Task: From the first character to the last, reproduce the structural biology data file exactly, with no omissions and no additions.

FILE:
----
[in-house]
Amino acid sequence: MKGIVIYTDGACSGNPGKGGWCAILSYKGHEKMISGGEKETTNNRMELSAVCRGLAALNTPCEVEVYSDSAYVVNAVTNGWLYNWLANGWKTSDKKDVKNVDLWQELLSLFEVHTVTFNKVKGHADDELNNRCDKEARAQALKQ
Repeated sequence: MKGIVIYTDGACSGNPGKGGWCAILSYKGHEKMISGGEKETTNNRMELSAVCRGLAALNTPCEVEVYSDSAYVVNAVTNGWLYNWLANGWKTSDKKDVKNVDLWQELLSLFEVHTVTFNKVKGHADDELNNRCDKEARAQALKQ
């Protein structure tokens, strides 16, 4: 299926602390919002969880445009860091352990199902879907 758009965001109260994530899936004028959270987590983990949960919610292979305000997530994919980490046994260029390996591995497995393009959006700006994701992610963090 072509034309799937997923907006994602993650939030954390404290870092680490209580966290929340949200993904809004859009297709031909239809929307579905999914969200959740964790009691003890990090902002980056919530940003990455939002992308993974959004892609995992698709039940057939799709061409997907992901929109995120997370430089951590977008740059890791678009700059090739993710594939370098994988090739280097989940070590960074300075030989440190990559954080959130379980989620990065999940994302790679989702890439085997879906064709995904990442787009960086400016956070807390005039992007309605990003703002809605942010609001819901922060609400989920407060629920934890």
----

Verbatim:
[in-house]
Amino acid sequence: MKGIVIYTDGACSGNPGKGGWCAILSYKGHEKMISGGEKETTNNRMELSAVCRGLAALNTPCEVEVYSDSAYVVNAVTNGWLYNWLANGWKTSDKKDVKNVDLWQELLSLFEVHTVTFNKVKGHADDELNNRCDKEARAQALKQ
Repeated sequence: MKGIVIYTDGACSGNPGKGGWCAILSYKGHEKMISGGEKETTNNRMELSAVCRGLAALNTPCEVEVYSDSAYVVNAVTNGWLYNWLANGWKTSDKKDVKNVDLWQELLSLFEVHTVTFNKVKGHADDELNNRCDKEARAQALKQ
């Protein structure tokens, strides 16, 4: 299926602390919002969880445009860091352990199902879907 758009965001109260994530899936004028959270987590983990949960919610292979305000997530994919980490046994260029390996591995497995393009959006700006994701992610963090 072509034309799937997923907006994602993650939030954390404290870092680490209580966290929340949200993904809004859009297709031909239809929307579905999914969200959740964790009691003890990090902002980056919530940003990455939002992308993974959004892609995992698709039940057939799709061409997907992901929109995120997370430089951590977008740059890791678009700059090739993710594939370098994988090739280097989940070590960074300075030989440190990559954080959130379980989620990065999940994302790679989702890439085997879906064709995904990442787009960086400016956070807390005039992007309605990003703002809605942010609001819901922060609400989920407060629920934890």